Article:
The business side of sports can be a wealth of lessons on what to do and what not to do in negotiations. Player contract terms, trades between teams, labor negotiations, broadcast rights, and more are regularly in the news. Digging into the details of a particular deal may reveal interesting lessons for your own negotiations.
Consider Franco Harris, the famous running back of the Pittsburgh Steelers. For those of us who remember, Harris was on the verge of breaking professional football’s all-time rushing record when his contract was renewed.
When Harris broke that record, the Steelers figured they wanted Harris to wear a Steeler uniform, and Harris’ agent began negotiations with Steelers owner Art Rooney. Rooney reminded Harris’ agent that Harris’ knee was not good.
Nonetheless, Rooney recognized Harris’ value to the team and the city of Pittsburgh.Although Harris was not as strong or capable as before, Rooney offered him a one-year contract without changing the terms. . Harris’ agent countered and asked for a guaranteed big price increase. Amazingly, even though Rooney believed Harris wouldn’t be able to make it through the entire season, he agreed to the raise and guarantee.
But Harris’ attorneys continued to demand a second year with an increase and a guarantee. Additionally, he threatened to go to the media if the Steelers refused the request.
Instead of donning a Steelers uniform at the end of his career, Harris signed a modest contract with the newly formed Seattle Seahawks. According to one report, Harris was cut from the Seahawks mid-season. Another source said that Harris’ knee hurt and he was unable to play.
Regardless, he didn’t finish the season and break the league rushing record. Harris got more money, but the Seahawks can’t get the running back they wanted was.
What happened between Harris and the Steelers? In my opinion, negotiations fell through because Harris’ agent threatened to go public. Strategies based on blaming and shaming the other side through the media typically reinforce, polarize, and complicate dynamics.
Behind the scenes, many stakeholders and influencers are often involved in the situation. Once published, additional parties must be involved and their interests met, creating more complex issues that hinder or slow prospects for the deal.
Harris’ agent could have avoided negotiations had Rooney acknowledged that he owns the team. To mitigate any aggression or resentment on Rooney’s part, Harris’ agents could ask for an opportunity to resubmit the counteroffer. could have provided.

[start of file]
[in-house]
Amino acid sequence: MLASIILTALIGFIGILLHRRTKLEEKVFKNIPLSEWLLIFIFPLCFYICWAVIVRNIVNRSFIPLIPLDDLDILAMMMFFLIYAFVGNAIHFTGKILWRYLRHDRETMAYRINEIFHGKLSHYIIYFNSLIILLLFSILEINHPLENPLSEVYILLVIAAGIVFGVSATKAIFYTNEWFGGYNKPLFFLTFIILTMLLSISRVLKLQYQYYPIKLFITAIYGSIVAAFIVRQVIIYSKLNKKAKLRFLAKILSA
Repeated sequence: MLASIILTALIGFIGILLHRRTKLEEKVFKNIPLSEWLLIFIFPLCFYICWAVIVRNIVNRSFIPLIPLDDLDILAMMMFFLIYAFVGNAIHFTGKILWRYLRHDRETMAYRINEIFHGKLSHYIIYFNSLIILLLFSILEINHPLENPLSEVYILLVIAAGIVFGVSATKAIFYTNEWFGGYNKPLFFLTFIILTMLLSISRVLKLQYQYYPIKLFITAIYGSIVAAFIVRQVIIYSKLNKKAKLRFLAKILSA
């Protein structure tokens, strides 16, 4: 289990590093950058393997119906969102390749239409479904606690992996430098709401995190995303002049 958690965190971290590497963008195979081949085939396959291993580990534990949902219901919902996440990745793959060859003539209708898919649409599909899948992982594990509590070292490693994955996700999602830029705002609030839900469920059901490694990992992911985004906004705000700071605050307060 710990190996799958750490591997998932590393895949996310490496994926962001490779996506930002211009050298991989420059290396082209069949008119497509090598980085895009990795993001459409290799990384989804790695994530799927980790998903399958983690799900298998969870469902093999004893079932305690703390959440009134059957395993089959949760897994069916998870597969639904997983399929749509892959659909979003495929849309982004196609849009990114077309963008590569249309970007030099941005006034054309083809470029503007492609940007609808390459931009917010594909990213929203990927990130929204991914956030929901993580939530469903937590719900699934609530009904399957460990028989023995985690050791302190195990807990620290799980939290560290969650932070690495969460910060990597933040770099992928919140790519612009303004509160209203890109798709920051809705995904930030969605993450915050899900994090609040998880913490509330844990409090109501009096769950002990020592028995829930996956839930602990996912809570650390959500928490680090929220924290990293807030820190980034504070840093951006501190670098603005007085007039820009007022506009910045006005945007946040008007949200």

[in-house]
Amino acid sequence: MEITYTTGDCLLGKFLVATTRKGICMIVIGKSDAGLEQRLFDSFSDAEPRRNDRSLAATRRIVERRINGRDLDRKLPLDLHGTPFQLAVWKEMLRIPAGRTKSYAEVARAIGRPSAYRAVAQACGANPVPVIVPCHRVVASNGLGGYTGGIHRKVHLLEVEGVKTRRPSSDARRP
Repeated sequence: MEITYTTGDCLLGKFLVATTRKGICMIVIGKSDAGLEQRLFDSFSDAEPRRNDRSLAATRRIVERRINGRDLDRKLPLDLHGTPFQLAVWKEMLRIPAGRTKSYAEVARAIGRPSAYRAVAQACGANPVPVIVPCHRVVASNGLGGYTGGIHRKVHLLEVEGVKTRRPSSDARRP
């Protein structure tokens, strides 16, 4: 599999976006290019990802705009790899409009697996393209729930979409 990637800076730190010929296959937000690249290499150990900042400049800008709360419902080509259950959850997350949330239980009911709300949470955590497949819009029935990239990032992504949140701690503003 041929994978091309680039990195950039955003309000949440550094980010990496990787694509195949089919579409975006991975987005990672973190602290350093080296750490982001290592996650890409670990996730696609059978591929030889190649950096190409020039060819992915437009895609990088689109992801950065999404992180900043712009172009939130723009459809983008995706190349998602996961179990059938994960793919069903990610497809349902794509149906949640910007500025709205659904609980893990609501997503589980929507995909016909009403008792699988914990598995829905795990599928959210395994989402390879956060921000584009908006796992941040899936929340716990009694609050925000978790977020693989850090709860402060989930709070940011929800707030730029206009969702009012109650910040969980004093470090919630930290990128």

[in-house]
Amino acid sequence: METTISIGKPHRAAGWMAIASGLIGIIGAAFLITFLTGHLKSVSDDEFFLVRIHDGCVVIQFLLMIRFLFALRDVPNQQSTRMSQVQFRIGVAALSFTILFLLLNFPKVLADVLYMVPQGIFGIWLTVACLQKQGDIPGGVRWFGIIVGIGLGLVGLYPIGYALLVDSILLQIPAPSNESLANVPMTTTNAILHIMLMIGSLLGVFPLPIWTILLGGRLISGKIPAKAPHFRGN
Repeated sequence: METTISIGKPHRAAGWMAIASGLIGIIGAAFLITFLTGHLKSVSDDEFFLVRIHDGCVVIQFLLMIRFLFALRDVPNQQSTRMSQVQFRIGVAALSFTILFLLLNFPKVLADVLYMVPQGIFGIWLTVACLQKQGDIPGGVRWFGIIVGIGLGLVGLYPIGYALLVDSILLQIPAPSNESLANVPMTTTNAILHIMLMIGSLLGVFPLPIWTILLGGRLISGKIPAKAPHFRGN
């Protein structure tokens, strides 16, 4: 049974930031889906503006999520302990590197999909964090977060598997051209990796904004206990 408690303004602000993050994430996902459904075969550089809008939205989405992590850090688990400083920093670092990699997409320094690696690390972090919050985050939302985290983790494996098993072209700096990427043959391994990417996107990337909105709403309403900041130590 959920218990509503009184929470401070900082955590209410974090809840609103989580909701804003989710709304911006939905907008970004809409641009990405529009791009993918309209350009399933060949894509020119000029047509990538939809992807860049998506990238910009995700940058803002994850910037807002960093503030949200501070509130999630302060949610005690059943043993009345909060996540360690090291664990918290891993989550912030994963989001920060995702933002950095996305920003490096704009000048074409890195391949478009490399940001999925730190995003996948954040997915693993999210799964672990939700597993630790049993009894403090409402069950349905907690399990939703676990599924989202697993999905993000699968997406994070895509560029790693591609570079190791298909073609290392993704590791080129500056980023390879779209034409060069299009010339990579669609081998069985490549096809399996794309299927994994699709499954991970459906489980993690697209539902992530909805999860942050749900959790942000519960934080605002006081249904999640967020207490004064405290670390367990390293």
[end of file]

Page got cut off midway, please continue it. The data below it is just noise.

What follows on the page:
what is the prize?
Good negotiators don’t negotiate tough in all cases. Rather, they read the situation accurately and adapt to win the prize.
In Harris’ case, after multiple Super Bowl wins with legendary teams, the “prize money” wasn’t a two-year contract, even if there was a security deposit. The prize was Harris’ place in the history books as a stealer, and every player, coaching staff, front office, and fan came together to help him break that record. I was offered a yearly guaranteed raise.
There can be unfortunate consequences from the decisions athletes make regarding their personal finances. Boxer Mike Tyson bought his $2.7 million home in Connecticut. He invested another $1 million in the upgrade, and a year later the house he put up for $22 million. Naturally, he didn’t get the offer.
Tyson lowered the asking price to $12.9 million. No offers yet. He dropped it to $5 million again. Again, no offers. Tyson then took his house off the market. Ultimately, rapper 50 Cent bought the house for his $4.1 million. Surprisingly, 50 Cent did the same. He invested his $6 million and listed the house for $18.5 million. 17 years later, it was sold for $2.9 million.
The lesson here is if you can support your numbers. You don’t have to have the best argument, but a plausible one will suffice. Credibility and respect come from acknowledging assumptions and doubts. Keeping it real can generate better deals. And keep the media out of it.
Jeff Trueman, Esq. is an independent mediator, arbitrator, and adjunct professor at the University of Maryland’s Francis King Carey School of Law. You can contact him at email@example.com.